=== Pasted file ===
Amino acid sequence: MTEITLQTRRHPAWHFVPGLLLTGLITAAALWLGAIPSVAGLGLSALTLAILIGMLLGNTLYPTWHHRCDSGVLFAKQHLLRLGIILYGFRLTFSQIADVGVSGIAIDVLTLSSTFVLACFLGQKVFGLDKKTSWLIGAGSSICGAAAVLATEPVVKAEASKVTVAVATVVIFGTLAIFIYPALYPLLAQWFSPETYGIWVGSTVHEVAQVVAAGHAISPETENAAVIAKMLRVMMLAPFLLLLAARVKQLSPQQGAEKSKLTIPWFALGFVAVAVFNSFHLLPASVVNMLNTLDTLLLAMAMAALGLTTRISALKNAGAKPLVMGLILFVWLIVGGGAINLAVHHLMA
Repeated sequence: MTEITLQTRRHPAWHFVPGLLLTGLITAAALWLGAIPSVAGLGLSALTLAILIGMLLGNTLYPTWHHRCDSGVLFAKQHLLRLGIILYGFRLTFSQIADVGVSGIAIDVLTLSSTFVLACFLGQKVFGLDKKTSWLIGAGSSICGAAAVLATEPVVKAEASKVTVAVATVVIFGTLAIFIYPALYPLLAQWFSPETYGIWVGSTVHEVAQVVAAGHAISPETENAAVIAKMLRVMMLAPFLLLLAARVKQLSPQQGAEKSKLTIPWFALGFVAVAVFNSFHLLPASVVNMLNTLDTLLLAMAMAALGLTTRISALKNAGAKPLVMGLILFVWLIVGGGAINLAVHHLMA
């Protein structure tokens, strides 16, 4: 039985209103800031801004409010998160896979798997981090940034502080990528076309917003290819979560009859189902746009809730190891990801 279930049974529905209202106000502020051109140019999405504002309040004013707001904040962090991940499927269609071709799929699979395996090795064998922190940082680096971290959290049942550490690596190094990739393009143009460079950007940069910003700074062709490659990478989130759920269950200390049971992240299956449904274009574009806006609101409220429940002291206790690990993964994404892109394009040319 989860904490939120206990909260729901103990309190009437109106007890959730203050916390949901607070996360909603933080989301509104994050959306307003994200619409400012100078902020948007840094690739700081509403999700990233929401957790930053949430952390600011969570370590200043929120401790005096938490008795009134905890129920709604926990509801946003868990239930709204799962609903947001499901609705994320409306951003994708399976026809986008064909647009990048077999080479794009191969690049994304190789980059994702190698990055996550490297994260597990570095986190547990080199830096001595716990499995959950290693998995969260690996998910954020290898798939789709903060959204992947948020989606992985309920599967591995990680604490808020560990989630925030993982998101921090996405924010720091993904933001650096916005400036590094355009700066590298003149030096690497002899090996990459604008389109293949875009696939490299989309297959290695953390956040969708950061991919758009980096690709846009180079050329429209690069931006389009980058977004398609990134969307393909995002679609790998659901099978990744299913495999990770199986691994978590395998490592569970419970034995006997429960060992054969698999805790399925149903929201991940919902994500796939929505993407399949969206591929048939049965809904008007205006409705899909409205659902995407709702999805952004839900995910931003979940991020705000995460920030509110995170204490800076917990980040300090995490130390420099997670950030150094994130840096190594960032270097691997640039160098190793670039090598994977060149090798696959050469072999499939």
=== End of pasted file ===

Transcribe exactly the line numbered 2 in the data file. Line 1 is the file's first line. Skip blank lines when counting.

Repeated sequence: MTEITLQTRRHPAWHFVPGLLLTGLITAAALWLGAIPSVAGLGLSALTLAILIGMLLGNTLYPTWHHRCDSGVLFAKQHLLRLGIILYGFRLTFSQIADVGVSGIAIDVLTLSSTFVLACFLGQKVFGLDKKTSWLIGAGSSICGAAAVLATEPVVKAEASKVTVAVATVVIFGTLAIFIYPALYPLLAQWFSPETYGIWVGSTVHEVAQVVAAGHAISPETENAAVIAKMLRVMMLAPFLLLLAARVKQLSPQQGAEKSKLTIPWFALGFVAVAVFNSFHLLPASVVNMLNTLDTLLLAMAMAALGLTTRISALKNAGAKPLVMGLILFVWLIVGGGAINLAVHHLMA